Follow SCS News for information about the SCS and all things classical.
Network for the Study of Archaic and Classical Greek Song
6th Open Conference, July 1-5, 2020, Spetses, Greece
Gregory Nagy (Classics, Harvard University) announces the 6th Open Conference, which is organized by Harvard University’s Center for Hellenic Studies in Washington, DC (CHS DC) on behalf of the Network for the Study of Archaic and Classical Greek Song. The organization of the Conference will be administratively and logistically supported by Harvard University’s Center for Hellenic Studies in Greece (CHS Greece).
The conference will take place on the island of Spetses in Greece from July 1 to July 5, 2020. The topic of the conference is "Performing Texts."
Justin Slocum Bailey will give a two-day series of workshops, BRINGING LATIN TO LIFE IN THE CLASSROOM, in Syracuse on Sept. 20-21, hosted by SU and generously supported by Binghamton University, Le Moyne College, The Humanities Corridor (and others).
Justin will help explore new and interactive techniques of Latin instruction. His pedagogy has proved to be very fruitful on all levels of Latin language classrooms (high school, college, etc.). Please consider attending and help spread the word.
Registration is $40 for one day, $75 for both: this will help cover a at least the lunches and refreshments. Students can attend for free. If the fee is an impediment to participation, we can offer a reduction.
Tina Chronopoulos (firstname.lastname@example.org) and I will be happy to learn if you want to attend and to hear any suggestions.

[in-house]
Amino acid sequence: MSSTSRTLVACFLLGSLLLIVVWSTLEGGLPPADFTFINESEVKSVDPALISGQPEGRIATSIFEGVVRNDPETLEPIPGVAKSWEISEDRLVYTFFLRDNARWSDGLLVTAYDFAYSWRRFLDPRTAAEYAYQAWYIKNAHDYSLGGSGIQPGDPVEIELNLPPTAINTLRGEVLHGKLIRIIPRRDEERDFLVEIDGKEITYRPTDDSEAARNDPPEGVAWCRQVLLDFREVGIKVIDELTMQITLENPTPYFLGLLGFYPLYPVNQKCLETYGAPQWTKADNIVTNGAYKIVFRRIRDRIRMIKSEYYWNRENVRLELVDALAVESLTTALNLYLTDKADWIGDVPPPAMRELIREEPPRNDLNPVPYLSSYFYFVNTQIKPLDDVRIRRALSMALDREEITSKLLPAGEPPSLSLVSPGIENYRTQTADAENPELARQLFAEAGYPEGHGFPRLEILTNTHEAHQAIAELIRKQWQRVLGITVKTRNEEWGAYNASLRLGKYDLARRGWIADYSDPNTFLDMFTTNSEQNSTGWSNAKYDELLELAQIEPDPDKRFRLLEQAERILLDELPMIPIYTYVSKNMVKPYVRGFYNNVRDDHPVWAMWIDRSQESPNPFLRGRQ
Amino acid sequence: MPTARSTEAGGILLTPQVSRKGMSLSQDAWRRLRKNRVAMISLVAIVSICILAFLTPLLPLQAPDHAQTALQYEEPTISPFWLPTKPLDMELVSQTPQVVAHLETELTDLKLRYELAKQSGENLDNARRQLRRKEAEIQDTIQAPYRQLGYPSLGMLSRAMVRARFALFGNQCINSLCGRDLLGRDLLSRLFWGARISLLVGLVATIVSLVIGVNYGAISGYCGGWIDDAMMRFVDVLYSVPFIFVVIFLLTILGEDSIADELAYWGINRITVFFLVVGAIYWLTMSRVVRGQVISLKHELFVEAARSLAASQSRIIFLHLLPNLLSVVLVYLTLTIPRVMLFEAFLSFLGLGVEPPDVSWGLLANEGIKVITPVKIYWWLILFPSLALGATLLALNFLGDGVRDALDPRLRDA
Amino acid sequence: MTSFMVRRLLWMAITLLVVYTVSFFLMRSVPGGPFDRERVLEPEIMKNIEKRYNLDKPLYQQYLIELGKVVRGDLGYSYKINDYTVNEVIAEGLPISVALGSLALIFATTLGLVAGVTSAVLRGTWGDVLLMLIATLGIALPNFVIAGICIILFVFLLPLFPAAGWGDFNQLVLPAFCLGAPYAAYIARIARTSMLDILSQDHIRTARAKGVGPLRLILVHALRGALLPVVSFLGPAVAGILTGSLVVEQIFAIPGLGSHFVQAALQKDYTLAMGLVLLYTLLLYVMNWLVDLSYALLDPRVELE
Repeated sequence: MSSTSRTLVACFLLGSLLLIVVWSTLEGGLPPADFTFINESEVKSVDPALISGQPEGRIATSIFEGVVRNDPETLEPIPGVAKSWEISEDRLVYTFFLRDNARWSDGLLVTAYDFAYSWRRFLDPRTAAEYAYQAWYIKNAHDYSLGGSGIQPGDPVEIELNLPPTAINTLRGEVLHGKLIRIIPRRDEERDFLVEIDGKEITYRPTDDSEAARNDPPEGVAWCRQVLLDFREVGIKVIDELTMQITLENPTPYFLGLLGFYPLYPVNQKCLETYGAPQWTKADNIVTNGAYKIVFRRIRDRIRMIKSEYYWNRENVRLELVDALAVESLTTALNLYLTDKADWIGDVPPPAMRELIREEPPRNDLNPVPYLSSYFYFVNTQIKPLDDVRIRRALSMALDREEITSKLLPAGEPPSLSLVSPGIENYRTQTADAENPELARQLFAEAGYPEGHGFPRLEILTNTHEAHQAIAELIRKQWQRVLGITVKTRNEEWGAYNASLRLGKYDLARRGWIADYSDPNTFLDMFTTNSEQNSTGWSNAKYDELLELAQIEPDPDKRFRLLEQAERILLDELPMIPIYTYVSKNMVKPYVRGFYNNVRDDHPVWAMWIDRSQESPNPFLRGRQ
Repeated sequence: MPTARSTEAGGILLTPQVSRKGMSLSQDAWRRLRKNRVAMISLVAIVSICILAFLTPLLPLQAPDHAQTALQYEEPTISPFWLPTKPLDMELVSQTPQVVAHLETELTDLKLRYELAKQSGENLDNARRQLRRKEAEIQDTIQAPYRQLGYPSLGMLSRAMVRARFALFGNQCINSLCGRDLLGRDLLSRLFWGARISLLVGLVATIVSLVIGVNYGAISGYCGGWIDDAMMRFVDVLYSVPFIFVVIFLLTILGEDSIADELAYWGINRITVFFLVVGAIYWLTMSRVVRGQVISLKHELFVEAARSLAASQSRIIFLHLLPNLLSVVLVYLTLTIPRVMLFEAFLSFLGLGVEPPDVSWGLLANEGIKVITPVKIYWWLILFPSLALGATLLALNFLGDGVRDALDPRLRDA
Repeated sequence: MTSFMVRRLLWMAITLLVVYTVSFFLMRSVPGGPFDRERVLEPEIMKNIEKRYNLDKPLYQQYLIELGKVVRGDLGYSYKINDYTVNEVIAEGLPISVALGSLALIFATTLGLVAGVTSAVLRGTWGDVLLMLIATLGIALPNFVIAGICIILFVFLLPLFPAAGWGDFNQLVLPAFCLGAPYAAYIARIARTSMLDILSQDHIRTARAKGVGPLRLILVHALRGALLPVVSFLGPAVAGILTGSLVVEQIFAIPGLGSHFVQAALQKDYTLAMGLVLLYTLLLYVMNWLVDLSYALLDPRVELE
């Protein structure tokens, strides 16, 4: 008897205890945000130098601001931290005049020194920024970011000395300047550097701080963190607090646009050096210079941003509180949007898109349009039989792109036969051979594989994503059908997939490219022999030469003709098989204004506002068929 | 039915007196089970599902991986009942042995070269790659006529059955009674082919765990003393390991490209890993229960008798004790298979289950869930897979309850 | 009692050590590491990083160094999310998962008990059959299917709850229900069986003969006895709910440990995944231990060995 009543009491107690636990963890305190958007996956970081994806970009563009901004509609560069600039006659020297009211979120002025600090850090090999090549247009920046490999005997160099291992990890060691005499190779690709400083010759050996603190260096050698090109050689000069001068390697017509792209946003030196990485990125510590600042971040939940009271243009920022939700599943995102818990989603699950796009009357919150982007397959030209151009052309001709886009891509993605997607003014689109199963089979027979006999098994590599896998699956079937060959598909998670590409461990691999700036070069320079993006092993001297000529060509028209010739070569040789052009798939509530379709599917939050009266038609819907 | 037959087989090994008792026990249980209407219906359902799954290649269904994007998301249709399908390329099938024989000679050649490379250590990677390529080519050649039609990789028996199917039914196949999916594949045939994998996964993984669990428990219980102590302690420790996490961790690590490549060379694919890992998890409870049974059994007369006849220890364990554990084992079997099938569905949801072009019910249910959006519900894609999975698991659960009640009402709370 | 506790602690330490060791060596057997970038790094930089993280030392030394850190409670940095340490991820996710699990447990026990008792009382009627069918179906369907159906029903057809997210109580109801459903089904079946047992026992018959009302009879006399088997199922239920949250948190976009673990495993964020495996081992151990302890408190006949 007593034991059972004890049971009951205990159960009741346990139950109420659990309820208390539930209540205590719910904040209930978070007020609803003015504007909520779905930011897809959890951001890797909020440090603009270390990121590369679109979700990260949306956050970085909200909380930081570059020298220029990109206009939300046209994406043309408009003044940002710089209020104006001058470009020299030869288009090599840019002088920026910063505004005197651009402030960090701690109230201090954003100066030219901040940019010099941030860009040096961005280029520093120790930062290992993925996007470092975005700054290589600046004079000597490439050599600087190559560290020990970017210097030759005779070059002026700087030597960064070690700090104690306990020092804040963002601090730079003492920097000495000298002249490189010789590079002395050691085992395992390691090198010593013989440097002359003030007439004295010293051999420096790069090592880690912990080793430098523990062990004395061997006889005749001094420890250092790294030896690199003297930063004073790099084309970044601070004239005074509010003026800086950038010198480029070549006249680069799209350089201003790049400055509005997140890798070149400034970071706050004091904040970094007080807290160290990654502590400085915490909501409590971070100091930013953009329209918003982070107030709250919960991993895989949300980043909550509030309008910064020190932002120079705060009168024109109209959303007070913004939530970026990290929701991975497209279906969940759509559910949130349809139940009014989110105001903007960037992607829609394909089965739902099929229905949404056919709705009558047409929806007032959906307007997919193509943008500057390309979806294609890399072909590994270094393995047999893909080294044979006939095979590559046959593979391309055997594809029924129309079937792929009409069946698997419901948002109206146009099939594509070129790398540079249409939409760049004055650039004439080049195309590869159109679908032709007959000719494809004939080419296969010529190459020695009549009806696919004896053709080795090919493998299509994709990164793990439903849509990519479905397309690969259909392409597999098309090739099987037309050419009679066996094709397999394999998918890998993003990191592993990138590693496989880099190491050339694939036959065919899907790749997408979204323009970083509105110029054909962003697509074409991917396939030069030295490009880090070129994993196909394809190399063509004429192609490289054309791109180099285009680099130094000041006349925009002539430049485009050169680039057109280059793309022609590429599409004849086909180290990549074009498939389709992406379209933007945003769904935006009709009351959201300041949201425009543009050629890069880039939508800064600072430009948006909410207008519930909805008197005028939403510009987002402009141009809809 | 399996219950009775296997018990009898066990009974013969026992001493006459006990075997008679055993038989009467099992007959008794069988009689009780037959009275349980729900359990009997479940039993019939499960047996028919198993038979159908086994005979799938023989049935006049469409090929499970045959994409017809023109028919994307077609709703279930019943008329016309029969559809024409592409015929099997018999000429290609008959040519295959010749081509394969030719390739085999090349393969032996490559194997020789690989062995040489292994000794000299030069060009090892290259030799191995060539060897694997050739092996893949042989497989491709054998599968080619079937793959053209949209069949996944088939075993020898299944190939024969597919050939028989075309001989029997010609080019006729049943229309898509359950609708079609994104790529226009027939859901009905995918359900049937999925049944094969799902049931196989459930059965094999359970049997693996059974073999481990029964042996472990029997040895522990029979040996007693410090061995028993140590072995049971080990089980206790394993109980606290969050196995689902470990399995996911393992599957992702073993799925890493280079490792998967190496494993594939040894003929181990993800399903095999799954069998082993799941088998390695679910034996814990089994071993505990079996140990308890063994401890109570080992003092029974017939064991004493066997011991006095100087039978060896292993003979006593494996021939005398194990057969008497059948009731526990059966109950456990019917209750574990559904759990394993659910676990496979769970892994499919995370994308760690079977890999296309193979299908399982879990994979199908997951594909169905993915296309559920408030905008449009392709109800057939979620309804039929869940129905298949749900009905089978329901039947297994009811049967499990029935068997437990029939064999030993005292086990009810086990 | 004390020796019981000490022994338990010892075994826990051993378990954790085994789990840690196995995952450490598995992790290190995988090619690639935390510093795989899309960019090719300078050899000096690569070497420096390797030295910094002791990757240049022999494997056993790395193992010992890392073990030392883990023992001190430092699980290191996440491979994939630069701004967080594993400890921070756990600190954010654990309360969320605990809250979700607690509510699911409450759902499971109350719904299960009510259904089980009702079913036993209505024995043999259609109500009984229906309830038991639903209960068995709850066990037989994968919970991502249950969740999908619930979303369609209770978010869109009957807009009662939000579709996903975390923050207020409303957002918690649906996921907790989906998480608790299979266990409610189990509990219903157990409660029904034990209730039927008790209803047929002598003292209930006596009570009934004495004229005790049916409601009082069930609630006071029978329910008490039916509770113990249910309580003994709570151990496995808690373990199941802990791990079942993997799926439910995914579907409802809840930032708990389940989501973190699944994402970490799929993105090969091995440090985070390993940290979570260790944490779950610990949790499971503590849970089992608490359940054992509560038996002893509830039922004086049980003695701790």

The Getty Scholars Program at the Villa for the 2020/2021 term will focus on the ancient cultures of the Levant and their relations with the classical world. Lying on the eastern seaboard of the Mediterranean, the Levant was a crucial crossroads between the classical world of Greece and Rome and the kingdoms of the Near East. Home to the ancient peoples of Phoenicia, Ugarit, Canaan, Philistia, Jordan, Israel, and Judah, this region participated in a vibrant Bronze-Age network of trade that flourished for many centuries until a combination of warfare, migration and famine around 1200 BCE destroyed these palace societies.
Central: February 26-29, 2020, Palmer House Hilton Chicago
This is a call for submissions of papers to be presented to the Society for Ancient Greek Philosophy.
The Deadline for Submission of papers is August 1.
a) To have your paper considered, you need to be a member of the Society for 2019/20 - a form is attached, and it needs to come back via regular mail, not as an attachment!